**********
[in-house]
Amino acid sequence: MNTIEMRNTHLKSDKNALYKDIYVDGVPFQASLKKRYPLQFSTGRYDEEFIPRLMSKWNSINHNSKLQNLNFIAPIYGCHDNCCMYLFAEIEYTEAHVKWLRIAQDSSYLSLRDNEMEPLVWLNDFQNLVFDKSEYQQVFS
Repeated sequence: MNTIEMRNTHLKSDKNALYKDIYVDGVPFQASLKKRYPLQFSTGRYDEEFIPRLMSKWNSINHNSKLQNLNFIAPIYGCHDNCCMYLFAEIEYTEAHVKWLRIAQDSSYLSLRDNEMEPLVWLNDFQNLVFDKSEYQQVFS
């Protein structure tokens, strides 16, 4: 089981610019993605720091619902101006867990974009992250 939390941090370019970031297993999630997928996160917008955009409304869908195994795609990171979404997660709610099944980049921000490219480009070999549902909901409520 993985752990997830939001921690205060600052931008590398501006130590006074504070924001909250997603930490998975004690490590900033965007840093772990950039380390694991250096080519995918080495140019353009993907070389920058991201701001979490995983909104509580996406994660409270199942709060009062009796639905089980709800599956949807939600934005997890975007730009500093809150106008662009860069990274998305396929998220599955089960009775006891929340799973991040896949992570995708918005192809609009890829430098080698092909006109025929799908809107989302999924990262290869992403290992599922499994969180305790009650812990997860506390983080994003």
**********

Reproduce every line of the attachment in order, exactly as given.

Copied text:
[in-house]
Amino acid sequence: MNTIEMRNTHLKSDKNALYKDIYVDGVPFQASLKKRYPLQFSTGRYDEEFIPRLMSKWNSINHNSKLQNLNFIAPIYGCHDNCCMYLFAEIEYTEAHVKWLRIAQDSSYLSLRDNEMEPLVWLNDFQNLVFDKSEYQQVFS
Repeated sequence: MNTIEMRNTHLKSDKNALYKDIYVDGVPFQASLKKRYPLQFSTGRYDEEFIPRLMSKWNSINHNSKLQNLNFIAPIYGCHDNCCMYLFAEIEYTEAHVKWLRIAQDSSYLSLRDNEMEPLVWLNDFQNLVFDKSEYQQVFS
């Protein structure tokens, strides 16, 4: 089981610019993605720091619902101006867990974009992250 939390941090370019970031297993999630997928996160917008955009409304869908195994795609990171979404997660709610099944980049921000490219480009070999549902909901409520 993985752990997830939001921690205060600052931008590398501006130590006074504070924001909250997603930490998975004690490590900033965007840093772990950039380390694991250096080519995918080495140019353009993907070389920058991201701001979490995983909104509580996406994660409270199942709060009062009796639905089980709800599956949807939600934005997890975007730009500093809150106008662009860069990274998305396929998220599955089960009775006891929340799973991040896949992570995708918005192809609009890829430098080698092909006109025929799908809107989302999924990262290869992403290992599922499994969180305790009650812990997860506390983080994003």